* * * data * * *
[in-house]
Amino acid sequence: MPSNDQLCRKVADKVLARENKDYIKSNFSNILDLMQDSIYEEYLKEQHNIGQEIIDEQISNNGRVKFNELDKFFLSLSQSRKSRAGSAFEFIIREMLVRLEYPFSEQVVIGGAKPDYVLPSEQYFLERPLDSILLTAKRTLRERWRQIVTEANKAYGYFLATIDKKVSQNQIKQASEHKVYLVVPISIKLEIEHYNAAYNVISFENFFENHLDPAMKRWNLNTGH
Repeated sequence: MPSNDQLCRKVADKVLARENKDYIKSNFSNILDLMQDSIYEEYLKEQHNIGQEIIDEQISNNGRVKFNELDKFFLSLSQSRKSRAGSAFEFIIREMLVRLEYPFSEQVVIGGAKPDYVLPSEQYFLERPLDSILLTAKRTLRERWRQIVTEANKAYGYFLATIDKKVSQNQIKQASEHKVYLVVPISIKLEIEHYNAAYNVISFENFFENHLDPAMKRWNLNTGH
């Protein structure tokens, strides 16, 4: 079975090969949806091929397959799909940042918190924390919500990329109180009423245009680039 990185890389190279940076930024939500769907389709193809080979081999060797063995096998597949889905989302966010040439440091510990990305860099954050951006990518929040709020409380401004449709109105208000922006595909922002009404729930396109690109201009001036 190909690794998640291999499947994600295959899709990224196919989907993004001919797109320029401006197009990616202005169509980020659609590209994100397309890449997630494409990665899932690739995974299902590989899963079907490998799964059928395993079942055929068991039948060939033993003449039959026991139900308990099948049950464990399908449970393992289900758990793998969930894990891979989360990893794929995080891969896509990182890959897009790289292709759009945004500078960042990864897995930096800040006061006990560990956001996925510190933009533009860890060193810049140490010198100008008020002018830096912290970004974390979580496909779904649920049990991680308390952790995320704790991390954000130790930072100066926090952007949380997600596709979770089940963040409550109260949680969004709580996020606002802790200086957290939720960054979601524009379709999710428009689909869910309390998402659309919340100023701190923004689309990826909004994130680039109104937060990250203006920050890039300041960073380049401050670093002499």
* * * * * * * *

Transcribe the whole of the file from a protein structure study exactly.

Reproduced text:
[in-house]
Amino acid sequence: MPSNDQLCRKVADKVLARENKDYIKSNFSNILDLMQDSIYEEYLKEQHNIGQEIIDEQISNNGRVKFNELDKFFLSLSQSRKSRAGSAFEFIIREMLVRLEYPFSEQVVIGGAKPDYVLPSEQYFLERPLDSILLTAKRTLRERWRQIVTEANKAYGYFLATIDKKVSQNQIKQASEHKVYLVVPISIKLEIEHYNAAYNVISFENFFENHLDPAMKRWNLNTGH
Repeated sequence: MPSNDQLCRKVADKVLARENKDYIKSNFSNILDLMQDSIYEEYLKEQHNIGQEIIDEQISNNGRVKFNELDKFFLSLSQSRKSRAGSAFEFIIREMLVRLEYPFSEQVVIGGAKPDYVLPSEQYFLERPLDSILLTAKRTLRERWRQIVTEANKAYGYFLATIDKKVSQNQIKQASEHKVYLVVPISIKLEIEHYNAAYNVISFENFFENHLDPAMKRWNLNTGH
């Protein structure tokens, strides 16, 4: 079975090969949806091929397959799909940042918190924390919500990329109180009423245009680039 990185890389190279940076930024939500769907389709193809080979081999060797063995096998597949889905989302966010040439440091510990990305860099954050951006990518929040709020409380401004449709109105208000922006595909922002009404729930396109690109201009001036 190909690794998640291999499947994600295959899709990224196919989907993004001919797109320029401006197009990616202005169509980020659609590209994100397309890449997630494409990665899932690739995974299902590989899963079907490998799964059928395993079942055929068991039948060939033993003449039959026991139900308990099948049950464990399908449970393992289900758990793998969930894990891979989360990893794929995080891969896509990182890959897009790289292709759009945004500078960042990864897995930096800040006061006990560990956001996925510190933009533009860890060193810049140490010198100008008020002018830096912290970004974390979580496909779904649920049990991680308390952790995320704790991390954000130790930072100066926090952007949380997600596709979770089940963040409550109260949680969004709580996020606002802790200086957290939720960054979601524009379709999710428009689909869910309390998402659309919340100023701190923004689309990826909004994130680039109104937060990250203006920050890039300041960073380049401050670093002499």